Opportunists to the nth degree, gulls can be so much fun to photograph. Despite this, they are often overlooked by photographers for the rarer or more colorful forms of birds. Gulls are common, they are seen often and in great numbers anywhere near ocean waters. Not the most attractive birds with there dullish gray and white feathers, they are frequently difficult to distinguish in terms of species and maturity.
Gulls have adapted well to human populated environments. Yes, they may frequent areas of trash and they can be bothersome on the beach. But watch an episode of "The Deadliest Catch" and notice the birds surrounding the boat that plows through 20-30 ft waves in freezing rain. How did those birds get in the middle of the Bering Sea under such horrible conditions? Apparently it is opportunity, and if you can't appreciate their willingness to swoop in and steal a leftover cheese curl next to you while you relax on the beach, at least appreciate that they are survivors as a result of that behavior.
Gulls are kleptoparasites, they steal from others. I first recognized this behavior while paddling in the gulf and noticing the gulls hanging around the brown pelicans that were diving and fishing. As soon as a pelican's pouch was full of fish, the gull swooped in attempting to capture the tiny fish that somehow would escape the pelicans pouch. I have watch gulls flying around a large raft of cormorants swimming in the shallow waters of Biscayne Bay. While the cormorants seemingly did nothing but drift, the gulls busily dove amongst them searching for food. I have sat in my canoe on the mudflat of Florida Bay near Flamingo where dozens of snowy egrets were foraging all around. Gulls were in great number and as soon as an egret captured something edible, one or two gulls would come after the bird; a chase would ensue in air and many times, the larger gull would get the goods.
Because of their common presence and social behaviors, gulls offer very interesting photographic opportunities. And sometimes, they present color (like the laughing gull in breeding plumage). Observe their social activities and what is often considered annoying becomes an interesting display of behavior that can only be captured frozen in time. Their interactions with each other always include facial expressions that are fierce and sharp with redness. The wing span displays a delicate design of grayscale from 0 to 255. Fear demonstrated in the face of one bird is palpable when another bird attacks its space, challenging its defense.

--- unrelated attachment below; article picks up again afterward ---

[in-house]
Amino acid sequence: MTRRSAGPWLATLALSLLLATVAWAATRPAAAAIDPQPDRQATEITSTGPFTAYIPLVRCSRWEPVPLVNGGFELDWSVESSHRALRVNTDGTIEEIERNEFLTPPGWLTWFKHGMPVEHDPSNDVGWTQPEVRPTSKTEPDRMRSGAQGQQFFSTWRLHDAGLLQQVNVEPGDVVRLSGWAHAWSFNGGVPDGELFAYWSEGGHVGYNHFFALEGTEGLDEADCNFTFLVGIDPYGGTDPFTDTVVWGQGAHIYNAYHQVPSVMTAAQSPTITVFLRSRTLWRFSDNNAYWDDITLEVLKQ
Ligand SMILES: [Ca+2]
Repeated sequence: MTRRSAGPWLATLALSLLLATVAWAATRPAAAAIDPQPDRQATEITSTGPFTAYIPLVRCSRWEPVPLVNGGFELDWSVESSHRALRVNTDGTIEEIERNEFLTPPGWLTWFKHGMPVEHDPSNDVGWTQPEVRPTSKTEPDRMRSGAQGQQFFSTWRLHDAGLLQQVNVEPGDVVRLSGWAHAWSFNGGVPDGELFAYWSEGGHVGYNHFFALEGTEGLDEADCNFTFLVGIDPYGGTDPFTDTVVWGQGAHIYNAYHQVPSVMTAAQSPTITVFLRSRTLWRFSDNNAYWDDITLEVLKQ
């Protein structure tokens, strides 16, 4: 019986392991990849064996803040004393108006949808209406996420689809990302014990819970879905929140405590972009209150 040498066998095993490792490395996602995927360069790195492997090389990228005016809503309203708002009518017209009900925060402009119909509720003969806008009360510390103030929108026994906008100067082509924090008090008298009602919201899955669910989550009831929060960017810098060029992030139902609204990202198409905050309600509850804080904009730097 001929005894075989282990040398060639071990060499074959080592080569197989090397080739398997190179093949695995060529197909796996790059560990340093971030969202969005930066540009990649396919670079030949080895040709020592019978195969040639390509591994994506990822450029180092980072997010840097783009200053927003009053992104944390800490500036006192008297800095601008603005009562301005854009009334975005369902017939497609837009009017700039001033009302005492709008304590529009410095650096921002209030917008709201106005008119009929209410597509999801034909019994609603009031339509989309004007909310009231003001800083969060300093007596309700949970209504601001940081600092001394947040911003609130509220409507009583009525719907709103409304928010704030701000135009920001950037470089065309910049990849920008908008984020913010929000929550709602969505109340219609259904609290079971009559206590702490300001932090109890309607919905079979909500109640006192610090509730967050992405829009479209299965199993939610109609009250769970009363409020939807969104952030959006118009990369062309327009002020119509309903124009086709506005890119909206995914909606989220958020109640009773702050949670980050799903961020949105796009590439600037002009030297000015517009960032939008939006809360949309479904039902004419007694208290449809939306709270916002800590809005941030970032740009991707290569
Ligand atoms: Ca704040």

How can one not like these birds? I do and I was so happy to see hundreds of them in the shallow grasses of Biscayne Bay the other morning. This is the time of year that the laughing gulls migrate through, maybe to the Caribbean or South America. Or maybe some stay in the area. Whatever is happening, they are in great number and this all begins in August. On this morning, I was on the water by 7 am to watch the sunrise (or at least the clouds that covered the sunrise) over the water. Low tide was around 9 am and the grasses near the mouth of the creek where I spend many hours in the summer were becoming more and more revealed as the outgoing continued.
A few egrets, herons and ibises were foraging around as usual. But something much less usual was happening. The laughing gulls were flying in and landing in the grasses. Not long before 9 am, there must have been 300 gulls standing in the grassy water. For the most part, they were just standing and resting. But frequently, few would get into a tussle. Gulls continued to fly in and out. They appeared to not be doing anything but resting. Occasionally, one would swoop down at the grass and pick something up. But mostly, they were just standing, all facing east toward the wind.
Over time, more ibises began to forage around the gulls. Sometimes, a gull would harass the ibis with fresh caught food in its beak. And yet another display of kleptoparasitism was captured. The ibis, being quite territorial, seemed to always win against the attack of the smaller sized gull. Here are a couple shots of that interaction, captured as I was honing in on the ibis that just captured the lizard fish.
Among the gulls were juveniles, noted by the brownish color. I also noticed that some of the adults had red at the tip of their beaks; perhaps leftover from the summer breeding plumage. After some time, the tide shifted and the water levels began to rise. The birds were gone by 10 am.
That was on Saturday. I was back at the same place on Sunday, expecting to see the same thing, except the low tide was 1 hr later. Not one gull landed on the flats as the water levels sunk before 10 am. Not one. There were plenty of them flying over head, but not once did they stop. What was different about this day? What drives these birds to do what they do? It just goes to show you, you can visit the same place day in and day out but nothing is exactly repeated. So many variables, many of which we do not understand. That's what brings me back, again and again. Just like the fisherman that chases the bonefish day in and day out on this bay, I will attempt to learn it; and enjoy every moment of it even if I never figure it out.